Although this is also possible in Belgium, Luxembourg, Switzerland and some parts of the US. Another idea which guides Dutch laws in their drug policy is a conviction that hiding social negative phenomena does not make them to disappear -on the contrary makes them worse, because when concealed, they become far more difficult to influence and control. Applying these ideas to their drug laws the Dutch try as much as possible to decriminalize the use of drugs, making it a private matter of each individual, and not a matter for the enforcement apparatus. Production, trading and stocking drugs remain a criminal offence. The Dutch see the use of drugs as a health matter, similar to the use of tobacco and alcohol. They also point to the fact that prohibition of alcohol in the US in the years 1919-1933 brought more negative effects of increased criminality, than the positive social changes and had to be withdrawn.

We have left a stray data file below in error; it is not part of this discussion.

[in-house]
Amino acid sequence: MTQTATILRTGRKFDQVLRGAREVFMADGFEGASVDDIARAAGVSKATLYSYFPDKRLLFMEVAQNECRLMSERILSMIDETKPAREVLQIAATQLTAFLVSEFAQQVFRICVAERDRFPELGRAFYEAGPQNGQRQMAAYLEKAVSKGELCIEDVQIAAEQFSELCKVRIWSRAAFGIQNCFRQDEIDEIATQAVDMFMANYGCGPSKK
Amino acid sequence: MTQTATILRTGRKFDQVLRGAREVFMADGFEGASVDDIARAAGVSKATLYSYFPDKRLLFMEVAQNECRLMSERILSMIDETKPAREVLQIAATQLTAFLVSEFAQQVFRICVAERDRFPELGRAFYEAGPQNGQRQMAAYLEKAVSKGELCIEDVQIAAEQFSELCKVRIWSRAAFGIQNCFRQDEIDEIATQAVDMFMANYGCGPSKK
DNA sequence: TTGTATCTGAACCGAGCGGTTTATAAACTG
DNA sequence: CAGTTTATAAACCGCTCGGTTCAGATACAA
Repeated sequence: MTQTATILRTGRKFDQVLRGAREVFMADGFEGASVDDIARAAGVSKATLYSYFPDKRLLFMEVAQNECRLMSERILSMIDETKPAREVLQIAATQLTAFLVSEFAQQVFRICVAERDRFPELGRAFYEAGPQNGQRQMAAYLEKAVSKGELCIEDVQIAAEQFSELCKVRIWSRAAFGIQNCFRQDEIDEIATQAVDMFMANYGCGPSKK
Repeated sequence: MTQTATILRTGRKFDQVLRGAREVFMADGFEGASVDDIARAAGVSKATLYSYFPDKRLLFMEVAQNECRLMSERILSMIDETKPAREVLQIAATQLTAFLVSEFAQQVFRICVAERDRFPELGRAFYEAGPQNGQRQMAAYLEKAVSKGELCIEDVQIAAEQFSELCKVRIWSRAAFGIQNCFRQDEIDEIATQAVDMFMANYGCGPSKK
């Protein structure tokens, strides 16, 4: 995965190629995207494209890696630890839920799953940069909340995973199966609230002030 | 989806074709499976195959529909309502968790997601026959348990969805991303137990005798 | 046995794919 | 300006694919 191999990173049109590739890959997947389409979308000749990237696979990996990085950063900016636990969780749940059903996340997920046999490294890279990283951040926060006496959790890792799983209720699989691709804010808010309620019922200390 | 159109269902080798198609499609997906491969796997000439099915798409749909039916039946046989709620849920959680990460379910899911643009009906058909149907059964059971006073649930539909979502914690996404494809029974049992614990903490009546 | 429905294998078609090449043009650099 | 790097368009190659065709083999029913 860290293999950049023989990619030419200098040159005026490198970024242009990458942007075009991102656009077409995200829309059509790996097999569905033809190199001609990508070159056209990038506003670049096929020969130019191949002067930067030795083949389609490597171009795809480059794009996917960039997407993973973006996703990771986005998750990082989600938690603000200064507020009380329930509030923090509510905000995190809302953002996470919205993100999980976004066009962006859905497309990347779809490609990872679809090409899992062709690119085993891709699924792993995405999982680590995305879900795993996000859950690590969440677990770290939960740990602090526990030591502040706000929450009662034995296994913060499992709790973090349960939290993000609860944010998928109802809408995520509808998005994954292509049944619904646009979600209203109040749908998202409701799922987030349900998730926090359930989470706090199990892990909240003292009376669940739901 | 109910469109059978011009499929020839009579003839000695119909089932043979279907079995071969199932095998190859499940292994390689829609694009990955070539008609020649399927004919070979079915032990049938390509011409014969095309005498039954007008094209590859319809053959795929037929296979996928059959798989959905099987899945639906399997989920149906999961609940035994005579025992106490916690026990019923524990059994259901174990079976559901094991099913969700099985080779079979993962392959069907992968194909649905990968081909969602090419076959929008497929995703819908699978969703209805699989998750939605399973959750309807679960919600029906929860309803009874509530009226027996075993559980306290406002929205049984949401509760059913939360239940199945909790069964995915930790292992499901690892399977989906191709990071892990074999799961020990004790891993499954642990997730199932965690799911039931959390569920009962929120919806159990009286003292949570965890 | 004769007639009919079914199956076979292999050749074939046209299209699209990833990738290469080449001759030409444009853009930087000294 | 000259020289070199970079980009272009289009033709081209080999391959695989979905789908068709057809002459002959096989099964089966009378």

The Dutch have divided drugs into two groups, depending on their influence on human health – soft drugs and hard drugs. Hard drugs as cocaine, LSD, morphine, heroin are forbidden in the Netherlands as in any other country. Soft drugs as cannabis in all its forms and hallucinogenic mushrooms are legal under condition of so called “personal use”. As a result smoking of cannabis even in public, is not prosecuted as well as selling it although technically illegal under still valid Opium Act (dating from 1919, cannabis added as drug in 1950), is widely tolerated provided that it happens in a limited, controlled way”(Amsterdam.info).Another part the Dutch penal code that is important is Article 273f regarding human trafficking has complied with the minimum requirements for the elimination of human trafficking, the Netherlands have increased the penalties for trafficking and also has programs and housing for the victims of trafficking regardless of their circumstances, the Dutch has even given financial compensation to victims for participation in the prosecution of traffickers(state.gov). The Netherlands record with corruption is negligible to the workings of business and the government is transparent and efficient(Netherlands Corruption Report).